For servers and workstations with DDR3 the speed has been set to 1333 MHz for over two and a half year now. New processors from AMD and Intel supports higher frequencies, which has forced the giants to start mass producing faster RAM with ECC support.
DDR3 was introduced in 2007, but it was not until March 2009 it found it’s way into servers with Intel 5500, and later in the middle of 2010 with AMD 4100 and 6100. The advantages of DDR3 was faster speeds and lower energy consumption. Servers with Intel’s and AMD’s new processors could use DDR3-1333 with ECC (Error-correcting code memory), unlike before when DDR2-800 ECC was the max.
ECC is a must for servers, but also some workstations where it helps to prevent data corruption. The market is once again about to change with the launch of the AMD FX series that has official support for DDR3-1866 in two channels with ECC. While AMD’s FX processors did not impress us, it is cheaper than the alternative Intel Xeon, since its regular retail processor does not support ECC.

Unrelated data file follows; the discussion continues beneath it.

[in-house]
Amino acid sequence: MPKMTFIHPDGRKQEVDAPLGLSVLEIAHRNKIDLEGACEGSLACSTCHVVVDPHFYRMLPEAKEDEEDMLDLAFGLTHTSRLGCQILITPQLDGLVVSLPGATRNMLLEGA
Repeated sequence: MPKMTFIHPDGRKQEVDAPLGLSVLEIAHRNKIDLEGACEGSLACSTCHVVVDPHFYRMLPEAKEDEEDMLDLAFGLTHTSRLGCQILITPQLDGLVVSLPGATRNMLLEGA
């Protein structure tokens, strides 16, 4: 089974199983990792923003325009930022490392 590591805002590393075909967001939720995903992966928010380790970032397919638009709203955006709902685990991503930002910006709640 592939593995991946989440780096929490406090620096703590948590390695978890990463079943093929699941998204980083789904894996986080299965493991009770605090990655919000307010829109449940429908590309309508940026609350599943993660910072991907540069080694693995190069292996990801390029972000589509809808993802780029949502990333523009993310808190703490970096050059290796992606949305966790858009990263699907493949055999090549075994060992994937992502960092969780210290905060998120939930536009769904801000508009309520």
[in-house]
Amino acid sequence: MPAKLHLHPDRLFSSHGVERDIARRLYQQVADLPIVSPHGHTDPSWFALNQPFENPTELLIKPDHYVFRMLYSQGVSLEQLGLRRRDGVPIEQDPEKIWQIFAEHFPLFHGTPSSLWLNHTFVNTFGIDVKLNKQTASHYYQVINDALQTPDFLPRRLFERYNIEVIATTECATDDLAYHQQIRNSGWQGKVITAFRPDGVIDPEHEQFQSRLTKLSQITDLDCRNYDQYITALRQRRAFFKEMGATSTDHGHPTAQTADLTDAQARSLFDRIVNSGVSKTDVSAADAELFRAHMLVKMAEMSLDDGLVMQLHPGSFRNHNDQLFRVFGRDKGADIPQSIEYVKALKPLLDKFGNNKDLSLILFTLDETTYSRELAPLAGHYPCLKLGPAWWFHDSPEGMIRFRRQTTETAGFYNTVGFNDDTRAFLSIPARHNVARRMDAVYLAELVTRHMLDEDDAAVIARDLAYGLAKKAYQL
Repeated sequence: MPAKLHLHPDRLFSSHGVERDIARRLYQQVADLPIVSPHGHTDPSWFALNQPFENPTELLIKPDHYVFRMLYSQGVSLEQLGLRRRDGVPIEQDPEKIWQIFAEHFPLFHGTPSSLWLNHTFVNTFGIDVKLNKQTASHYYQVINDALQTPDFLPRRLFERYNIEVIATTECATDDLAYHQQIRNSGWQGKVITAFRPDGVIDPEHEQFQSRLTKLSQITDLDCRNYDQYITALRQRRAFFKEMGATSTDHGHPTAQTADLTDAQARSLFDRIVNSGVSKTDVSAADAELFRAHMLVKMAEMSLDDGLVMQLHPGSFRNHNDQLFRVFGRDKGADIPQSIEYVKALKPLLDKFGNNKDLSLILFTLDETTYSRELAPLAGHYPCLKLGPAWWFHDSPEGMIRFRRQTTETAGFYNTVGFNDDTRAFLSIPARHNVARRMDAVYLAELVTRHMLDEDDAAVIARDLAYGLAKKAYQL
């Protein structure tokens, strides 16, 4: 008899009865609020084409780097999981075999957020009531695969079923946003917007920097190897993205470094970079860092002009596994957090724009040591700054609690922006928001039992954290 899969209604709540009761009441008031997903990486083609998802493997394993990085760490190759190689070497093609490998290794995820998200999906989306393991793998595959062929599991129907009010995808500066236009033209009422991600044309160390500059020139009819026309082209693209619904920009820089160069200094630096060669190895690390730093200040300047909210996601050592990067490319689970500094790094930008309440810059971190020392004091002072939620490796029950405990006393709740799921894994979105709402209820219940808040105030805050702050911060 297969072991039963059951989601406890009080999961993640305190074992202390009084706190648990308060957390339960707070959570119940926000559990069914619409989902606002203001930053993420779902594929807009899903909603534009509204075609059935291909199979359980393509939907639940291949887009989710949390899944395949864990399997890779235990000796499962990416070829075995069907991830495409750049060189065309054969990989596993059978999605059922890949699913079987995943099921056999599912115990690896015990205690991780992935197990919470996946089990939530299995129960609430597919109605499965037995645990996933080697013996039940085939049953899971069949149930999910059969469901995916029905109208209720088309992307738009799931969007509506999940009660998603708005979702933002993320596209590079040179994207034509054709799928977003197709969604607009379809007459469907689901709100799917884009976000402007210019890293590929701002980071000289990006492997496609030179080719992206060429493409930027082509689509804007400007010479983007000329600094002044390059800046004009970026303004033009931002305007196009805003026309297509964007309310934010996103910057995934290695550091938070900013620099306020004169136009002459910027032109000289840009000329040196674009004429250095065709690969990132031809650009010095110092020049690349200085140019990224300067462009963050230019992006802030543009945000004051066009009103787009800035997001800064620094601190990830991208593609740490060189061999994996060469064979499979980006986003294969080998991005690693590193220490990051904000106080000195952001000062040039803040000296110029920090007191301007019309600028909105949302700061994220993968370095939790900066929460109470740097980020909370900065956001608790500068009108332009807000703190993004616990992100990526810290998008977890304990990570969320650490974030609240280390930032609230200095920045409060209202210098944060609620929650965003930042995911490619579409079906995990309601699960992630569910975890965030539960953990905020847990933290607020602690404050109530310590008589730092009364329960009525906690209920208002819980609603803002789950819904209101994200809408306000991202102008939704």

Samsung has started mass producing DDR3-1866 CL13 with ECC to meet the demand. These memories will come in four different setups; 1 GB, 2 GB, 4 GB and 8 GB, where the highest capacity modules use 4 Gb circuits.
Hynix also has memories coming with similar specifications, although only in capacities of 4 GB and 2 GB. Its 4 Gb circuits can be used to build 8 GB DDR3-1866 CL13 ECC modules but is still under evaluation, but should start mass product soon.
Also Micron has modules with DDR3-1866 CL13 ECC specifications, but only in 2 Gb capacity, which limits them to modules with 4 GB modules. It is uncertain if Micron will bring 8 GB modules at 1 866 MHz with ECC.
AMD’s Interlagos, and Intel’s Sandy Bridge-E will be released soon and both support quad-channel memory at DDR3-1600 with ECC. This is the most lucrative market for Samsung, Hynix and Micron since DDR-1866 with ECC will be a niche for at least a year to go. All three has modules with capacities of 16 GB and below at DDR3-1600 CL11. Micron is the only one to offer modules with DDR3-1600 CL10 specifications, while Hynix is evavluating the first 32 GB modules at DDR3-1600 CL11 ECC.
Future server processors based on Intel Ivy Bridge and AMD Piledriver will support DDR3-1866 ECC. This is something all three are said to be ready for when the demand rises. If the memory market continues to develop in this direction, we will certainly be needing new memory in future.